As an adventure sports, travel and landscape photographer, I’m frequently hiking, climbing or paddling to my shoots. My equipment needs to be lightweight, tough and fast in order to keep up. For years I wasn’t convinced by mirrorless cameras, but recently everything changed.
The nice thing about changing systems, besides just getting the latest and greatest, is that it provides an opportunity to really distill your kit down to what you’re actually going to be using. I put a great deal of time into researching not just what the most ideal camera and lens combo is, but also what the best system is for managing the files in the field, the best way to carry the gear and how to work with the files at home.
I Chose the Sony a7R III
I think that the Sony a7R III is the defining camera of the last decade, so I made the switch, and with that change I went from capturing 24 megapixel images on Canon to capturing 42.4 megapixel images on the Sony a7R III, effectively doubling the memory workload and halving the processing speed on my antiquated computer.
This article is more about the changes to my workflow than pixel peeping and lens bokeh, but if you want a really detailed explanation as to why I picked Sony and what lenses I went with, you can find it here.
Opting for a smaller kit doesn’t do any good if you don’t change the way you work with it. After dialing in the camera and lens combinations, I also wanted to rethink how that gear was utilized to maximize the benefits of a smaller camera with more pixels. The following is a distillation of information gathered from experimenting with different methods in the field.
Managing Big Files in the Field
The one thing about big megapixels is that you need big cards. I used to use 64 GB cards so that I didn’t put all of my eggs in one basket on longer shoots, but now my files are twice as big, so I needed bigger baskets. I’ve upgraded to the 128 GB SanDisk UHS-II cards, and they’re FAST.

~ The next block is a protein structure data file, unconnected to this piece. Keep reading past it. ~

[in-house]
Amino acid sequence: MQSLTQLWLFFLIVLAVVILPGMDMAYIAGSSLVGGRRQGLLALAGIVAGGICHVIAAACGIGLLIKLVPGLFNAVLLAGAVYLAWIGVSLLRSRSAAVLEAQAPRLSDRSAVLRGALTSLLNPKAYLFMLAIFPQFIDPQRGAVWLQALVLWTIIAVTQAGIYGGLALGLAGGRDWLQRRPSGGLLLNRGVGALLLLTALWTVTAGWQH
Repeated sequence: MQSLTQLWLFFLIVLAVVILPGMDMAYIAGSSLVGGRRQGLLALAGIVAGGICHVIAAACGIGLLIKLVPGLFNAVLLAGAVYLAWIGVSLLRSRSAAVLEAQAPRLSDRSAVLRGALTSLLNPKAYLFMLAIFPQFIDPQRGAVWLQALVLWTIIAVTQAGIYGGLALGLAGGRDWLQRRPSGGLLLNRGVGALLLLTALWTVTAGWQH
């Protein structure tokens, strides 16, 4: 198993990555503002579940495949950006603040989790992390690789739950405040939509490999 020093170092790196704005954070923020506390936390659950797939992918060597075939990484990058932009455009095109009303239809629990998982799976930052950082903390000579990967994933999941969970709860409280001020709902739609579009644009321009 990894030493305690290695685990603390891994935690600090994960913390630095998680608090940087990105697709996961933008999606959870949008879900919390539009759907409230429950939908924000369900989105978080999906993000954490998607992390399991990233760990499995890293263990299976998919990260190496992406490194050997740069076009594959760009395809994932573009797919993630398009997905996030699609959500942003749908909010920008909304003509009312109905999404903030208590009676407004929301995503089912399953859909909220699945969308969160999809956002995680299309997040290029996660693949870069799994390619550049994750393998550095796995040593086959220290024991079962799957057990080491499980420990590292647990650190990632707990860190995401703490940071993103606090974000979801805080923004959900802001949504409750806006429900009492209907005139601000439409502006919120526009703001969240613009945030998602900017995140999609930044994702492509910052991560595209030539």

If I’m shooting video, or if I’m taking a trip where I don’t need my computer for anything other than downloading, I’ve started bringing a Ravpower Filehub with me on trips where I may not be able to drag a laptop along. The user interface isn’t so great, but it’s a good way to backup files, create some space, and it’s really lightweight. It allows me to download an SD card directly to a hard drive without a computer. Paired with the Extreme Portable SSD from SanDisk, I have an ultra fast, ultra small and ultra-light way to back up my images to a drive and clear space on my cards.
Carrying my Camera Kit
I have yet to find a camera pack that really functions well for most of my activities. The best system that I’ve found is to wrap my gear in a few Domke wraps, or an Internal Camera Unit (a padded case that can go in any bag) and put them in whatever bag makes sense for that particular trip, like a hiking pack, dry bag or a solid SKB case. That said, I’m starting to really love my Mountainsmith Swift FX for anything less than a day trip. Even though it won’t carry my whole kit, it will carry a boiled-down kit of essentials on targeted missions into the outdoors, and I like the way it rides on my hips. It also can fit inside most of my other bags, so it doubles as a small ICU. One major lesson learned from a recent rafting trip is to always have extra space in the bag. If you need to put the camera away really fast (due to an upcoming rapid, rainstorm or charging bear), having to switch lenses and play camera Tetris is a surefire way to lose some gear. So for that reason, I do wish it was slightly larger.
Traveling With My Kit